I baked Challah for the first time, to take to my Aunt's house for the Shiva, and I must say the bread came out superb, two big golden braids of Jewish love. Memories of my uncle inspired me to take great care. Here is the recipe I used, after reading many online recipes.
Put 3/4 cup of steamy water, 3 tablespoons of extra virgin olive oil, 4 tablespoons of honey, and 1/3 oz. of yeast in a bowl. While this activates for 20 minutes:
Whip 3 eggs in a bowl a little bit, and let sit to bring to room temp.
Sift 6 cups of flour and 2 tablespoons of salt in a large mixing bowl.
Push up flour around edges of bowl, basically make the flour pile concave and make it mimic the shape of the bowl. (This will make mixing more consistent.)
Dump yeast mixture, eggs, and another cup and a half of water into bowl. Stir, stir, stir.
When it gets to thick to stir (all the flour will get mixed in and leave almost a completely clean bowl), knead with your hand.
Keep sprinkling in a little flour until it stops getting sticky. You aren't going to add more than about half a cup of flour during this time. Keep kneading. Knead well. Knead for 10 minutes, rest, knead again. I like to pick up the whole flour ball and keep balling it up. How elastic it is helps me judge whether I need a little more flour. The more flour you add, the stiffer it will be. I like the bread to be soft and airy, but not too much so.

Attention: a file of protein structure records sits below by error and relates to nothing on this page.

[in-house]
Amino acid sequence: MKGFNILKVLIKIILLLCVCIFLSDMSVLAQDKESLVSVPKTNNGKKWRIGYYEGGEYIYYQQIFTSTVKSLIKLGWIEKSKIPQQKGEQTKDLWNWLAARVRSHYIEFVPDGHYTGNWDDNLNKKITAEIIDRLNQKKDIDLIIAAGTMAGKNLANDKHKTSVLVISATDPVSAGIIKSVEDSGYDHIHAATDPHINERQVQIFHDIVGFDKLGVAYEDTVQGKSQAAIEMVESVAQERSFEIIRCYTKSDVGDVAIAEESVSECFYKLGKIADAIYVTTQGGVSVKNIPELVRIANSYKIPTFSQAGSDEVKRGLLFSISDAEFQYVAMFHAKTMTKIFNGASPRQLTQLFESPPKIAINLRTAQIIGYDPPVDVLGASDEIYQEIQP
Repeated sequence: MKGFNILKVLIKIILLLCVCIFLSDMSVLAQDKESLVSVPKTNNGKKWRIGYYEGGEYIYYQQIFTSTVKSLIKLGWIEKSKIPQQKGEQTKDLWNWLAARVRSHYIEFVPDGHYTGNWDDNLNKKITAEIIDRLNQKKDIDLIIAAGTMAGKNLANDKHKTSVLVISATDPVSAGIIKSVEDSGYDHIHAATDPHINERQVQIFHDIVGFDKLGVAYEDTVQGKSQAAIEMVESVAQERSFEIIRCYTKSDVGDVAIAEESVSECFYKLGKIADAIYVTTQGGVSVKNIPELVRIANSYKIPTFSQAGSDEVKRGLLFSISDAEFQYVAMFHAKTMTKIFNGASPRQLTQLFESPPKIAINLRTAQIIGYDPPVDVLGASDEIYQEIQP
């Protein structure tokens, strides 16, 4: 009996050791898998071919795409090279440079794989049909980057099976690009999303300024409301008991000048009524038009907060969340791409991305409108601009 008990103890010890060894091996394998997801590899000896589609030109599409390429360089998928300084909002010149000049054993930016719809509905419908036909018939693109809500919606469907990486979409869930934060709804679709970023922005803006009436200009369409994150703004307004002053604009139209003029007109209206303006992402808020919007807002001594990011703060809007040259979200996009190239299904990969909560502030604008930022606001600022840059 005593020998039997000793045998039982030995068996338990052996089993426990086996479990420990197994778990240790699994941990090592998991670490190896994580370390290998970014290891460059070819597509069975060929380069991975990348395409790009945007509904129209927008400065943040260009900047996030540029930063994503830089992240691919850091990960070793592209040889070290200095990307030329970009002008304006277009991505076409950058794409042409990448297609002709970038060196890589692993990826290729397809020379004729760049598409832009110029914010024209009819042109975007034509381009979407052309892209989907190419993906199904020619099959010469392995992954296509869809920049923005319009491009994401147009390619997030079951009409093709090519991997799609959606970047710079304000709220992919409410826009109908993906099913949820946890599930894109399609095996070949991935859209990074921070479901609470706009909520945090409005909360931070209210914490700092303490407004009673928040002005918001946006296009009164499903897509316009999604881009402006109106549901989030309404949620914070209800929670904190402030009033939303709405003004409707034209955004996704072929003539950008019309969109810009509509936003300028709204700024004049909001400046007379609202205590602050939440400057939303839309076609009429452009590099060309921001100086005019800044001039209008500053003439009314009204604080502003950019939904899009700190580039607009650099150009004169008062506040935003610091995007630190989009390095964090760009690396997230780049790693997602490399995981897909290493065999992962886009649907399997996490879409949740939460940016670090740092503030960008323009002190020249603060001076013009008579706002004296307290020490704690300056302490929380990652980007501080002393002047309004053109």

Then, grease a tall pot with olive oil. Put dough ball in there. Soak a towel with hot, hot, hot water. Wring out, put over top of pot. Put someplace warm (I put it in my oven without turning it on; the pilot light is slightly warm).
Wait an hour and a half to two hours. Push down dough to get rid of gas. Put a new hot towel on top. Let it rise up again, to maybe double or triple in size.
Push out gas somewhat again.
Cut into two equal parts. Split these two parts into three equal parts. (So you'll have 6 parts).
Now here's how you make the loaves look nice, and this is my innovation which gets the braid strands very nice.
Flatten (one at a time, probably use a rolling pin) the 6 dough balls into pizza circles, and then rolls up the circle into snakes. By making circles, you make the center of the snake lightly puffier, which will make the Challah look like you would expect and buy from a professional.
Braid three snakes into a loaf and tuck ends under loaf.
Put baking paper on a tray and sprinkle with flour and corn meal, and put Challah on this.
Let rise for about 45 minutes-1.5 hour. (All rising times depend on temperature, humidity, and altitude, since PV= nRT applies to baking too!)
Whip an egg a bit in a bowl, add a couple tablespoons of water. Brush this on the loaves, and sprinkle with poppy seeds.
Bake at 350 for 30-45 minutes. Half-way through, turn, and rebrush with egg.
When done, the bread will be golden brown and when you tap it, it will sound hollow like a drum.
It is a mitzvah and a blessing to take a piece of the dough and toss it in the oven before baking. This is God's bread, yo. I don't know the prayer that goes with this.
Also, circular Challah is for New Year's, you normally make two Challahs for the sabbath, and for certain occasions you make a big celebration challah that is essentially two Challahs put together.
This really is a pretty way to make bread, and if you don't like eggs, but like the braids, you can just leave the eggs and poppy seeds out and you have Italian-style Challah.